Pot suspensions prompt review of Chilliwack school policy

The Chilliwack school district says it's planning a policy review after 12 students who admitted to smoking marijuana on a school trip were suspended for the semester.

12 Chilliwack students suspended for semester after smoking pot on school trip

Some parents criticize suspending students for smoking marijuana 2:11

B.C.'s Chilliwack school district says it's planning a policy review after 12 students who admitted to smoking marijuana and breaking curfew on a school trip were suspended for the semester.

On Monday morning, the Sardis Secondary School students were called to the principal's office one-by-one to discuss the allegations of drug use, which apparently took place last month during an overnight soccer trip to Surrey

Eleven of the twelve students openly admitted to smoking pot, as well as breaking curfew, and all of them were kicked out of school for the semester.

A parent of one of the suspended students, however, believes the punishment is too severe.

Derrik Middleton says it's pointless to uproot students in their junior and senior years when alternatives punishments would be more effective.

"Scare tactics don't work anymore. These kids are smarter than that. And that's what we had when we were young: scare tactics. I think there's got to be more dialogue and better education on the drugs," he said.

Middleton, along with six other families, appealed the suspensions. His son's suspension was overturned, though the teen must complete community service and participate in a course that explores the dangers of drugs and alcohol.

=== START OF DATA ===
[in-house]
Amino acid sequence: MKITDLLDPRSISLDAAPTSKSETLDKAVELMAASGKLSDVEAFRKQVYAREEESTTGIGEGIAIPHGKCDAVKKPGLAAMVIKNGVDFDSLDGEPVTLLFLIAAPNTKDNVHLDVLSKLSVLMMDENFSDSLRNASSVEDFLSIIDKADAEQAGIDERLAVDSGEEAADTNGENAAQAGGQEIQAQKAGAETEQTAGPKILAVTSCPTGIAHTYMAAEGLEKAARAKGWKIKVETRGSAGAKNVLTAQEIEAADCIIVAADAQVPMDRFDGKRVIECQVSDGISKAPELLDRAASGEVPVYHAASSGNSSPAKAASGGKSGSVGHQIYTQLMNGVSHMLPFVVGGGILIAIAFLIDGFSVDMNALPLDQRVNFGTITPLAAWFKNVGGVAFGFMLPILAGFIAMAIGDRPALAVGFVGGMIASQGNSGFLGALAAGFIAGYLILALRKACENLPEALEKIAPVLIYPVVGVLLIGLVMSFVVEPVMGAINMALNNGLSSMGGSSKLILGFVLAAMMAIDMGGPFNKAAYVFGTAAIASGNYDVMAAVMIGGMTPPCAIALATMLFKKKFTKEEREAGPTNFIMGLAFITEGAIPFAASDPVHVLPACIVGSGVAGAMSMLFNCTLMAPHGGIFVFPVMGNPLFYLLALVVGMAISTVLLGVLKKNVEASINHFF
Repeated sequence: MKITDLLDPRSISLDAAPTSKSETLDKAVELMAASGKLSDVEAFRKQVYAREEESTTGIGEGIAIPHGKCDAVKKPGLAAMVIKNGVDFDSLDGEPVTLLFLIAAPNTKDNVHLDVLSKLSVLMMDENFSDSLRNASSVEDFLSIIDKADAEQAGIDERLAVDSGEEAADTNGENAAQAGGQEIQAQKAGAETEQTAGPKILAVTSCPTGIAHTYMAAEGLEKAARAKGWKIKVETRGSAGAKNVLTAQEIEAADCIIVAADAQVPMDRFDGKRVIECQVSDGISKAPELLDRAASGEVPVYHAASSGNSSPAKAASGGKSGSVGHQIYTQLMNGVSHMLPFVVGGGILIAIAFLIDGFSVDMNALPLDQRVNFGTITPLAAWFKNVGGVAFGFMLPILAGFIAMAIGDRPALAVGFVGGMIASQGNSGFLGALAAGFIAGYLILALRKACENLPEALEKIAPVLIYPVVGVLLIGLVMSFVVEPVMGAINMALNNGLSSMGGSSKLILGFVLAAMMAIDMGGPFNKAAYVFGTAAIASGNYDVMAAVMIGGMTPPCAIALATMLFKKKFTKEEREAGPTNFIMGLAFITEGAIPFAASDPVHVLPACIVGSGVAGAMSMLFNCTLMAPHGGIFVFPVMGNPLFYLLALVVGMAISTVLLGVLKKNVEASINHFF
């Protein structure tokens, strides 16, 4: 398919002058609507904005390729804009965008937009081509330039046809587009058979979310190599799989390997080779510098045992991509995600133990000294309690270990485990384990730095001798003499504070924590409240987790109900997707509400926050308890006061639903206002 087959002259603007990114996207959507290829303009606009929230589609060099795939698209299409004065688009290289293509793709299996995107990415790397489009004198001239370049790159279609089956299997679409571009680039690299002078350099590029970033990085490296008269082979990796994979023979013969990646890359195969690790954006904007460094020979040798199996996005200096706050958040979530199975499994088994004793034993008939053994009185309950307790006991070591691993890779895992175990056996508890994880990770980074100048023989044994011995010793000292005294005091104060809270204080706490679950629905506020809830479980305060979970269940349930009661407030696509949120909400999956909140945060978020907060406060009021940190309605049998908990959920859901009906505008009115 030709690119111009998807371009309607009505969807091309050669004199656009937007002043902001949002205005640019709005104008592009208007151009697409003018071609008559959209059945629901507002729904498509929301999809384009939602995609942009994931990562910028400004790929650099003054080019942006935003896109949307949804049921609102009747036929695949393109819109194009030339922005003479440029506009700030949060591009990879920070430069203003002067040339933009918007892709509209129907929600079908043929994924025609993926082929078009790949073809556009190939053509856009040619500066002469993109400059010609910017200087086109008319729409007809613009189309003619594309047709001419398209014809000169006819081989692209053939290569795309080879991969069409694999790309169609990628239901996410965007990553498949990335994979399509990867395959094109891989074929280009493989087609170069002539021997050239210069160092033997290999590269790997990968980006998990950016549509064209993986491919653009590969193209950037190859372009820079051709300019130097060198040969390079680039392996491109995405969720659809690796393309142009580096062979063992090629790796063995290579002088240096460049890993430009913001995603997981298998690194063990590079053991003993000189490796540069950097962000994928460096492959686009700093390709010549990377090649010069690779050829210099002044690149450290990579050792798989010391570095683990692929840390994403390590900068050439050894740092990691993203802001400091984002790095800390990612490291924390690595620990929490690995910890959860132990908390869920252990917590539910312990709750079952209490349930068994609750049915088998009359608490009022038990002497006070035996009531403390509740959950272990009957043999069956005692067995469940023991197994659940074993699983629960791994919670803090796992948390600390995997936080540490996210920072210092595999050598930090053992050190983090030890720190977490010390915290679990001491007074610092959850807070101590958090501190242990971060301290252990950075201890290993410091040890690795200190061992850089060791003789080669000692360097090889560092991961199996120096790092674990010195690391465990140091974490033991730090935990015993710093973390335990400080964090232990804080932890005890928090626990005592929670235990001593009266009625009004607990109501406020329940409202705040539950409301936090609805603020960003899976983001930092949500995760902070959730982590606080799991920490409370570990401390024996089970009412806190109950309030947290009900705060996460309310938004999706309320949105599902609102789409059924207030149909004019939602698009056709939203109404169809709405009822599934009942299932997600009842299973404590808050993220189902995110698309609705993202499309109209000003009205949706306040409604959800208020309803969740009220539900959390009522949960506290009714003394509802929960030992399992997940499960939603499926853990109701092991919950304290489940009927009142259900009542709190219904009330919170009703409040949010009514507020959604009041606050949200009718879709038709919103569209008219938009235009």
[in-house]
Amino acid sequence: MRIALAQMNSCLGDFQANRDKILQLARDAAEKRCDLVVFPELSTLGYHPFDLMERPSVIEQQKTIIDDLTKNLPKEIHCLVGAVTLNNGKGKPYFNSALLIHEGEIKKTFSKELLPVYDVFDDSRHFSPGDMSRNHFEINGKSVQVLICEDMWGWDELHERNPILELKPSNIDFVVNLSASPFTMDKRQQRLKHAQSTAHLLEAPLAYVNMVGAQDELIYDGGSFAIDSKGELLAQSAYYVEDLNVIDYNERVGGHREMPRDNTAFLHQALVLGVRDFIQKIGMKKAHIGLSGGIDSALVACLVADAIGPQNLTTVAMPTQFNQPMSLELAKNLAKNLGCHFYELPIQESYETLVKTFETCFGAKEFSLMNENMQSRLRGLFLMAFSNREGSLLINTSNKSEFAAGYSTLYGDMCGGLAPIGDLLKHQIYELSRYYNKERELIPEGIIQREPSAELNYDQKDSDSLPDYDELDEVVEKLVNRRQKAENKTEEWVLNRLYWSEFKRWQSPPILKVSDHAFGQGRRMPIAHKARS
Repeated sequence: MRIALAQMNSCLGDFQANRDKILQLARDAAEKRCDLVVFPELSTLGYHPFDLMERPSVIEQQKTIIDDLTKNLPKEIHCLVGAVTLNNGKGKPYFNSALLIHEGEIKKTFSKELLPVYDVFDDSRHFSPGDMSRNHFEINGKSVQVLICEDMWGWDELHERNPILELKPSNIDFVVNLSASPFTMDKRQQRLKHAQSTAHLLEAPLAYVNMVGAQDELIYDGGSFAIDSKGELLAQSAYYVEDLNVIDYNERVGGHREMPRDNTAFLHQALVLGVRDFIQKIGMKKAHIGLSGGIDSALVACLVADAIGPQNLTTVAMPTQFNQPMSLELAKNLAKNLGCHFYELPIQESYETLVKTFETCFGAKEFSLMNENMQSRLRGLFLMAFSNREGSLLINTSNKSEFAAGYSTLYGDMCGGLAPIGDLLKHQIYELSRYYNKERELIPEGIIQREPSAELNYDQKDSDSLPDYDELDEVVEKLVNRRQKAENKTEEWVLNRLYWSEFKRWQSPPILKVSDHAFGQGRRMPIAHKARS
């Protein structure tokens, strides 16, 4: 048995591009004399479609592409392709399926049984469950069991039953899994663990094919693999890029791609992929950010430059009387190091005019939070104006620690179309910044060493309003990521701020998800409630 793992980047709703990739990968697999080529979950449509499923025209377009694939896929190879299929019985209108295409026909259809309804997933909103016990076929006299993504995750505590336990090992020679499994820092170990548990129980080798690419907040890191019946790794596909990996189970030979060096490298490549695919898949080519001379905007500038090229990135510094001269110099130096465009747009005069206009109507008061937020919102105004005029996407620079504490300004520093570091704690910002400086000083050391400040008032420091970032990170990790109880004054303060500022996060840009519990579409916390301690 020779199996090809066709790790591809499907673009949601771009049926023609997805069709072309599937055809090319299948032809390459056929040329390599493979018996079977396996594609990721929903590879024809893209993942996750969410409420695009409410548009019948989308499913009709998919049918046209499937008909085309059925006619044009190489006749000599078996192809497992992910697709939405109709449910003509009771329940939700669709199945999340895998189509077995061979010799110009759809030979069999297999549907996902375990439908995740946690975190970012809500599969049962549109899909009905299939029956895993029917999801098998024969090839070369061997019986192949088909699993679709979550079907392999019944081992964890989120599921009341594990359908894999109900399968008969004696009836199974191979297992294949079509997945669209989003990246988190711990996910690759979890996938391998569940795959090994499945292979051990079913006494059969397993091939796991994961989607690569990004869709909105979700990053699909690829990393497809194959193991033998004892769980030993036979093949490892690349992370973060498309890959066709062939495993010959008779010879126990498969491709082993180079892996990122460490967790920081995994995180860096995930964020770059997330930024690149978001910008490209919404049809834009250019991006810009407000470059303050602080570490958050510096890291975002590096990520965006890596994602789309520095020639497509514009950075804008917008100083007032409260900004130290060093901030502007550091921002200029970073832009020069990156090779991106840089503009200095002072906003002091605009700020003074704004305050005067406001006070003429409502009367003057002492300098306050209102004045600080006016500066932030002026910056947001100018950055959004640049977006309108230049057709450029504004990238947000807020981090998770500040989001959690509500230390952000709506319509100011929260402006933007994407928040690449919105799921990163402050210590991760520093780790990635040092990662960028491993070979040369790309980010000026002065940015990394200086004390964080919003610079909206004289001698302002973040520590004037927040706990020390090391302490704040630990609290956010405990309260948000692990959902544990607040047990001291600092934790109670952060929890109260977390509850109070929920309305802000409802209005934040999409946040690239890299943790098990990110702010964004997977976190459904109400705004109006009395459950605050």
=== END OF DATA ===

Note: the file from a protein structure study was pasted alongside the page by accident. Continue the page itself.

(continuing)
The school district also decided to overturn the suspension of the one student who did not admit to smoking pot, saying he wasn't a participant in the drug use.

Two of the other appeals were rejected, and three are still being reviewed.  Five other students who were suspended have not appealed.

Evelyn Novak, superintendent of the Chilliwack school district, said a review is necessary following harsh criticisms from parents who feel the punishment is too extreme. But she said a policy change is not necessarily assured.

"When we talk review, we're not necessarily going to change our regulation or policy. But we are trying to look at making sure we do reflect our community and that we do listen to parents," she said.

The students who have had appeals rejected or have not appealed at all will finish out the semester at various other schools throughout the Chilliwack district.

The review is planned for early next year.

With files from the CBC's Chantelle Bellrichard

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